Safety First: Rules of the road we often take for granted

BY MATTHEW KEMP - NOVEMBER 22, 2016

It is that time of the year again where we start unpacking the Christmas decorations, shopping until our feet hurt and packing the car to leave town for our chosen holiday destination. It is the festive season, which is also very often referred to as the “silly season.”

Tragically, the phrase is all too often associated with the numerous accidents we experience on our roads during this time of year. Here are some rules of the road to keep in mind this holiday season to avoid an unwanted and unnecessary accident.

1. Traffic circles.

There is a huge amount of confusion amongst drivers in South Africa regarding traffic circles. Essentially, the first thing to be aware of is that there are different types of traffic circles. The main difference is between an ordinary traffic circle / roundabout and a so-called “mini-circle.”

In an ordinary traffic circle, each driver must yield to the drivers coming from their right-hand side. Therefore, you must wait for the vehicles entering the circle from your right and wait for a break in the stream of traffic coming from that side until you can proceed into the circle.

The drivers on your left must then yield for you while you proceed around the circle. In mini circles, the rule is that each driver must yield to those already entering the circle. There is no rule to yield to drivers on your right, but rather a general duty to yield to drivers already crossing the barrier line into the circle.

Unfortunately, most people treat mini circles in the same way as ordinary traffic circles, which leads to confusion and (sometimes) accidents.

2. Be mindful of stray animals on the road.

Stray cattle, horses and other domesticated animals cause many accidents on our national roads. Farmers are under a duty to maintain their fences in good working order and take all reasonable precautions to prevent their animals from straying onto the road.

However, even if you do collide with stray cattle, the onus is on you to prove that the owner of such cattle failed in his duty to maintain the fence and you did not contribute to the accident by driving at an excessive speed.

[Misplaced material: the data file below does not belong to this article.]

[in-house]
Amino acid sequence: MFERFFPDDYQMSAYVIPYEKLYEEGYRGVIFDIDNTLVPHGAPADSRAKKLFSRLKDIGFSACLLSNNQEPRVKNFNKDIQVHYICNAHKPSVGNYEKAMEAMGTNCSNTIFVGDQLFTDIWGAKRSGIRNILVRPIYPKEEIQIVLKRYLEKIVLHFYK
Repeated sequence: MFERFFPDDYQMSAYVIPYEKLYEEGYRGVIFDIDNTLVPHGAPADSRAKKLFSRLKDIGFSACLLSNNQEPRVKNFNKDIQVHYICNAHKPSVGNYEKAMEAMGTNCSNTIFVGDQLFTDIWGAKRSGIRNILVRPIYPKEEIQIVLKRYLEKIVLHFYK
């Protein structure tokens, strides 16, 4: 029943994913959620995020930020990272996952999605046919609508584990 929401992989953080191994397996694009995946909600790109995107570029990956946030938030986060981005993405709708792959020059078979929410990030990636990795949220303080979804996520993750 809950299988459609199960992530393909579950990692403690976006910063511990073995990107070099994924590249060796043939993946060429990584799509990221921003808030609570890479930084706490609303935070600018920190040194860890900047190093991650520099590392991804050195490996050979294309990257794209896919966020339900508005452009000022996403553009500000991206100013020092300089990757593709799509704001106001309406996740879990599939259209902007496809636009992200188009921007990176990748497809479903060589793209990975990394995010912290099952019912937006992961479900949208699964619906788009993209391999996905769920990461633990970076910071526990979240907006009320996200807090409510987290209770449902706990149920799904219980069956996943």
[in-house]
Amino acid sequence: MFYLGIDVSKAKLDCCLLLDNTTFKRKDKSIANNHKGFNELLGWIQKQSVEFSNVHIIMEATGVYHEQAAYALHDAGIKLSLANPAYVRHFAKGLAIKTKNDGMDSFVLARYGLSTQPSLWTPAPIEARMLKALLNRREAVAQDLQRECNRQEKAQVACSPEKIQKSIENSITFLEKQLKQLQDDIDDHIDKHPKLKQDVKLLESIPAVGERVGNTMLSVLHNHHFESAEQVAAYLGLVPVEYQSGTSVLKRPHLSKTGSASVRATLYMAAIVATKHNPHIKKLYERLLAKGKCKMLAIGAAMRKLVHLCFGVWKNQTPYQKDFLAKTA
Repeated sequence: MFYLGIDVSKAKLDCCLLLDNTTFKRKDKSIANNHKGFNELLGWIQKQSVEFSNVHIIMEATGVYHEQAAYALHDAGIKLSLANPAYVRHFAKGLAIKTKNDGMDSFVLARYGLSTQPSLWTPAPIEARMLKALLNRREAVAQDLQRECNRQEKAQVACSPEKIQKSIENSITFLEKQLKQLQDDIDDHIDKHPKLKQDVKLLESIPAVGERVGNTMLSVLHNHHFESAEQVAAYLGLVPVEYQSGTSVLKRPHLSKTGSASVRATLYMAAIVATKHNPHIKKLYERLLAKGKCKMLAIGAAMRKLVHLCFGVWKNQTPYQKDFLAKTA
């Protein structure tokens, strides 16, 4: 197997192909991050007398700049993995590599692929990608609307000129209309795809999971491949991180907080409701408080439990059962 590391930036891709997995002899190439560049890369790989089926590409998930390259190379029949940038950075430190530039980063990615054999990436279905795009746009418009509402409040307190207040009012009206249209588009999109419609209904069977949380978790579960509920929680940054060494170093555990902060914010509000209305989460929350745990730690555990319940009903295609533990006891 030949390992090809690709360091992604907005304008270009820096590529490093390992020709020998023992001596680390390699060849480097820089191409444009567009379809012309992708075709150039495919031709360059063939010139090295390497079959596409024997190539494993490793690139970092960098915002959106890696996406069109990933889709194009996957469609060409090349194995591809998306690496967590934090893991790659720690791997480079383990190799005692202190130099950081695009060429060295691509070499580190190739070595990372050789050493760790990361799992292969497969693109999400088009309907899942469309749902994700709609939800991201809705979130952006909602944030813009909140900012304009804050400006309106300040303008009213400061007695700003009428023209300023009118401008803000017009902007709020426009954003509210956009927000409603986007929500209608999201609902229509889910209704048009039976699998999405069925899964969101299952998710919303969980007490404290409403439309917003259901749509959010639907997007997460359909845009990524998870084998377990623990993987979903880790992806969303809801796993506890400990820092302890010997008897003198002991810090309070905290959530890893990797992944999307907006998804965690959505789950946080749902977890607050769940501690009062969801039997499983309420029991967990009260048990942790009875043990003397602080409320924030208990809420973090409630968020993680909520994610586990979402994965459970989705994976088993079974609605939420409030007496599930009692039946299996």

3. Drive at a reasonable speed in the circumstances.

Although there are speed limits in place, the law is clear that in certain circumstances even if you drive the speed limit you may still be held to be negligent by driving at an excessive speed. You must have regard for the road conditions, the amount of traffic and other circumstances such as pedestrians and bends in the road.

4. You are only allowed to use the yellow emergency lane if you have a real emergency.

The only exception is if you are travelling on a single carriageway road with one lane in each direction.

In this case you are permitted to move into the emergency lane to allow faster moving vehicles to pass you. However, if you are moving aside to allow vehicles to pass, you may only do so during daytime hours - in other words between sunrise and sunset. By law you are required to make sure that you have at least 150m of visibility ahead before you move over into the emergency lane.

You are therefore not allowed to move into the emergency lane on a blind rise. Likewise, on an open road, if there is heavy rain, mist or fog that hinders visibility, the emergency lane is out of bounds as you may hit a stationery vehicle, or worse, a pedestrian.

5. When overtaking

The law requires you to make sure that you give enough lateral berth between your vehicle and the vehicle you are passing. You must also make sure that the vehicle in front of you is not indicating to turn right before you overtake.

If the vehicle is slowing down and showing signs of turning to the right, and you overtake, you may be held to be liable if an accident ensues. However, much will depend on the circumstances of each case.

The overriding rule on the road is to make sure that you keep a proper lookout and take all reasonable and necessary precautions to avoid colliding with other road users.

If you are involved in an accident, make sure that you exchange details with the other motorist/s involved in the accident, report it to the nearest police station, take photographs of the scene of the collision and advise your insurers immediately.

Matthew Kemp is an associate in our litigation department. For legal assistance contact him on 041 501 9801 or [email protected]